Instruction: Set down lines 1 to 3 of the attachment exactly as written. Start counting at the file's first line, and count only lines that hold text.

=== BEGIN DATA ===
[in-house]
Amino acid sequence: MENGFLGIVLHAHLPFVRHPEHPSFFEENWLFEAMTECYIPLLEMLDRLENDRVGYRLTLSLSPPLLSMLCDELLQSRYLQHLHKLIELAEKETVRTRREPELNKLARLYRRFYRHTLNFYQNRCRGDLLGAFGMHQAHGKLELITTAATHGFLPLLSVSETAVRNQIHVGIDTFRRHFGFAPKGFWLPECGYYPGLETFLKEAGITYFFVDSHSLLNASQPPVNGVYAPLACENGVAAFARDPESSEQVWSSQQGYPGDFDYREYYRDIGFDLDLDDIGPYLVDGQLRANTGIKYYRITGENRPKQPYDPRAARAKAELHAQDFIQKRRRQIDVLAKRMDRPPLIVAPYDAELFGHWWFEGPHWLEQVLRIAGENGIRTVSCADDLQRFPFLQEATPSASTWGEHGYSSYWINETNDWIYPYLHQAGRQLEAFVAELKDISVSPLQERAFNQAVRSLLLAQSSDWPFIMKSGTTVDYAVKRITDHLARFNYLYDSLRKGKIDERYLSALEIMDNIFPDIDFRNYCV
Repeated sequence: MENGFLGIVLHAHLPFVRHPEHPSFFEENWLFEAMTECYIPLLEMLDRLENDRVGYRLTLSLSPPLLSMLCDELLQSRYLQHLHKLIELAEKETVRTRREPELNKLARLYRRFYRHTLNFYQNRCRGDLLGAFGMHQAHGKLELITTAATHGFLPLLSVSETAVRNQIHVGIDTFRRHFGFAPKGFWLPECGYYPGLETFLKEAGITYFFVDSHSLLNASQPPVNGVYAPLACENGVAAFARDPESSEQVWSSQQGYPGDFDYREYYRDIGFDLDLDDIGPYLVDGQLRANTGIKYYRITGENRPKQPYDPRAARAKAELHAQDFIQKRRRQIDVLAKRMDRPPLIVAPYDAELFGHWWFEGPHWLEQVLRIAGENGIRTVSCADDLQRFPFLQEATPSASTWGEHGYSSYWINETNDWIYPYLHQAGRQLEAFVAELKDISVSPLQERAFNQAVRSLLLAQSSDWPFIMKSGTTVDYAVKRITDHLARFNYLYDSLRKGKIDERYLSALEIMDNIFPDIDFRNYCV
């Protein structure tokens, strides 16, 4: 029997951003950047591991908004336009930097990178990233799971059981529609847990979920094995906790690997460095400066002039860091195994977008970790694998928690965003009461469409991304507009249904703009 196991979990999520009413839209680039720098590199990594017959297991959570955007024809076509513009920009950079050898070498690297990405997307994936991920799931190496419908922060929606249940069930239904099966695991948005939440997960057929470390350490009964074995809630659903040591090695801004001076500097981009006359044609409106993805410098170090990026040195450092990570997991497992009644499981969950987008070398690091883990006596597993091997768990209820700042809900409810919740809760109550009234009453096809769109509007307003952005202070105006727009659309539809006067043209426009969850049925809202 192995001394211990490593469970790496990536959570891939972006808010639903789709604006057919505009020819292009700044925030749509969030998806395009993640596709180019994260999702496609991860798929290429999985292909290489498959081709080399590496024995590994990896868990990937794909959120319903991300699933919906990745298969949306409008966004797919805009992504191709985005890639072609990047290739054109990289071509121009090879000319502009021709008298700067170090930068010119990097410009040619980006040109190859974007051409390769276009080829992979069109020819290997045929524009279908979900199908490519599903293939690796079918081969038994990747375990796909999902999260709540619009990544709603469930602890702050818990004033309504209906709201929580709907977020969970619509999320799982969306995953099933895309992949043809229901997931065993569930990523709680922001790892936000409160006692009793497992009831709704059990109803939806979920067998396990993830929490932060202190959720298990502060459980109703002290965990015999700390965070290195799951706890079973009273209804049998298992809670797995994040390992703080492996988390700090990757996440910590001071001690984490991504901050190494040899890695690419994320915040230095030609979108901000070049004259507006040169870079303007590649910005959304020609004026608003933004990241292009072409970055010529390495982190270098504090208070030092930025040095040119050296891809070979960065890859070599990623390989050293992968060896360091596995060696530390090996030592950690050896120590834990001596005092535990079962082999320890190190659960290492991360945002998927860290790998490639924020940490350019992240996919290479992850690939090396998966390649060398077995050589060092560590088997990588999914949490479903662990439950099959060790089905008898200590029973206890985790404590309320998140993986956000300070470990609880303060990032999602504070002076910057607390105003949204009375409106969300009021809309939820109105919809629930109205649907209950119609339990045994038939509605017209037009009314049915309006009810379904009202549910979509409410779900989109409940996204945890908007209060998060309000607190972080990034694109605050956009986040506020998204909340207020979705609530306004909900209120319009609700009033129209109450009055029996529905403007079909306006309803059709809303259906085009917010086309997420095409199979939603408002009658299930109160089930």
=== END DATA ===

[in-house]
Amino acid sequence: MENGFLGIVLHAHLPFVRHPEHPSFFEENWLFEAMTECYIPLLEMLDRLENDRVGYRLTLSLSPPLLSMLCDELLQSRYLQHLHKLIELAEKETVRTRREPELNKLARLYRRFYRHTLNFYQNRCRGDLLGAFGMHQAHGKLELITTAATHGFLPLLSVSETAVRNQIHVGIDTFRRHFGFAPKGFWLPECGYYPGLETFLKEAGITYFFVDSHSLLNASQPPVNGVYAPLACENGVAAFARDPESSEQVWSSQQGYPGDFDYREYYRDIGFDLDLDDIGPYLVDGQLRANTGIKYYRITGENRPKQPYDPRAARAKAELHAQDFIQKRRRQIDVLAKRMDRPPLIVAPYDAELFGHWWFEGPHWLEQVLRIAGENGIRTVSCADDLQRFPFLQEATPSASTWGEHGYSSYWINETNDWIYPYLHQAGRQLEAFVAELKDISVSPLQERAFNQAVRSLLLAQSSDWPFIMKSGTTVDYAVKRITDHLARFNYLYDSLRKGKIDERYLSALEIMDNIFPDIDFRNYCV
Repeated sequence: MENGFLGIVLHAHLPFVRHPEHPSFFEENWLFEAMTECYIPLLEMLDRLENDRVGYRLTLSLSPPLLSMLCDELLQSRYLQHLHKLIELAEKETVRTRREPELNKLARLYRRFYRHTLNFYQNRCRGDLLGAFGMHQAHGKLELITTAATHGFLPLLSVSETAVRNQIHVGIDTFRRHFGFAPKGFWLPECGYYPGLETFLKEAGITYFFVDSHSLLNASQPPVNGVYAPLACENGVAAFARDPESSEQVWSSQQGYPGDFDYREYYRDIGFDLDLDDIGPYLVDGQLRANTGIKYYRITGENRPKQPYDPRAARAKAELHAQDFIQKRRRQIDVLAKRMDRPPLIVAPYDAELFGHWWFEGPHWLEQVLRIAGENGIRTVSCADDLQRFPFLQEATPSASTWGEHGYSSYWINETNDWIYPYLHQAGRQLEAFVAELKDISVSPLQERAFNQAVRSLLLAQSSDWPFIMKSGTTVDYAVKRITDHLARFNYLYDSLRKGKIDERYLSALEIMDNIFPDIDFRNYCV